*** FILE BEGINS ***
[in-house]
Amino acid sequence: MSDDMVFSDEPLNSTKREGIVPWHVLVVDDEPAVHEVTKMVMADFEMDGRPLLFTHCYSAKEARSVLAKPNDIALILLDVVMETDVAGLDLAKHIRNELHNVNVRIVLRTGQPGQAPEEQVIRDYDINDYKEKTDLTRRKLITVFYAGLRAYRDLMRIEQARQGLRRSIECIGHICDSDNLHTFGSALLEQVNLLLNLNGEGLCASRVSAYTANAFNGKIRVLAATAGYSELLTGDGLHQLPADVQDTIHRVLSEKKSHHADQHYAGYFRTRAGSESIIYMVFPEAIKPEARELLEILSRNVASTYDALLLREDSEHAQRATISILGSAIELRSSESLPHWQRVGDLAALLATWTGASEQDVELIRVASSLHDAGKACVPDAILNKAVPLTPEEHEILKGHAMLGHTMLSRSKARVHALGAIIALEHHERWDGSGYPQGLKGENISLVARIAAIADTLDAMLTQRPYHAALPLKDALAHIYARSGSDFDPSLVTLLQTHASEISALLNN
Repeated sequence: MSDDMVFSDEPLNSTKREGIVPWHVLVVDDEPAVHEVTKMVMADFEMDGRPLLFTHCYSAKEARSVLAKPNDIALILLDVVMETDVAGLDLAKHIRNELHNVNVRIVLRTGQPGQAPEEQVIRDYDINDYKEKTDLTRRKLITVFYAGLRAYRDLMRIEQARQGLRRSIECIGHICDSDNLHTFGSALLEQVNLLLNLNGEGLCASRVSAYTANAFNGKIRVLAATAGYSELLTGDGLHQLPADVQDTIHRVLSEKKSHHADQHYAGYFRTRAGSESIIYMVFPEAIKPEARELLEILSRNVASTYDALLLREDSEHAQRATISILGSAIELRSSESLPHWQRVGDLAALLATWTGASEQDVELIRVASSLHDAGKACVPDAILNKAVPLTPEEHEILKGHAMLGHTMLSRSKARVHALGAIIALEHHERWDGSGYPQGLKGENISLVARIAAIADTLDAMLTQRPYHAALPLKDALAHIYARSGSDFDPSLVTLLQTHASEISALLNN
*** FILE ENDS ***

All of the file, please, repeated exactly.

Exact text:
[in-house]
Amino acid sequence: MSDDMVFSDEPLNSTKREGIVPWHVLVVDDEPAVHEVTKMVMADFEMDGRPLLFTHCYSAKEARSVLAKPNDIALILLDVVMETDVAGLDLAKHIRNELHNVNVRIVLRTGQPGQAPEEQVIRDYDINDYKEKTDLTRRKLITVFYAGLRAYRDLMRIEQARQGLRRSIECIGHICDSDNLHTFGSALLEQVNLLLNLNGEGLCASRVSAYTANAFNGKIRVLAATAGYSELLTGDGLHQLPADVQDTIHRVLSEKKSHHADQHYAGYFRTRAGSESIIYMVFPEAIKPEARELLEILSRNVASTYDALLLREDSEHAQRATISILGSAIELRSSESLPHWQRVGDLAALLATWTGASEQDVELIRVASSLHDAGKACVPDAILNKAVPLTPEEHEILKGHAMLGHTMLSRSKARVHALGAIIALEHHERWDGSGYPQGLKGENISLVARIAAIADTLDAMLTQRPYHAALPLKDALAHIYARSGSDFDPSLVTLLQTHASEISALLNN
Repeated sequence: MSDDMVFSDEPLNSTKREGIVPWHVLVVDDEPAVHEVTKMVMADFEMDGRPLLFTHCYSAKEARSVLAKPNDIALILLDVVMETDVAGLDLAKHIRNELHNVNVRIVLRTGQPGQAPEEQVIRDYDINDYKEKTDLTRRKLITVFYAGLRAYRDLMRIEQARQGLRRSIECIGHICDSDNLHTFGSALLEQVNLLLNLNGEGLCASRVSAYTANAFNGKIRVLAATAGYSELLTGDGLHQLPADVQDTIHRVLSEKKSHHADQHYAGYFRTRAGSESIIYMVFPEAIKPEARELLEILSRNVASTYDALLLREDSEHAQRATISILGSAIELRSSESLPHWQRVGDLAALLATWTGASEQDVELIRVASSLHDAGKACVPDAILNKAVPLTPEEHEILKGHAMLGHTMLSRSKARVHALGAIIALEHHERWDGSGYPQGLKGENISLVARIAAIADTLDAMLTQRPYHAALPLKDALAHIYARSGSDFDPSLVTLLQTHASEISALLNN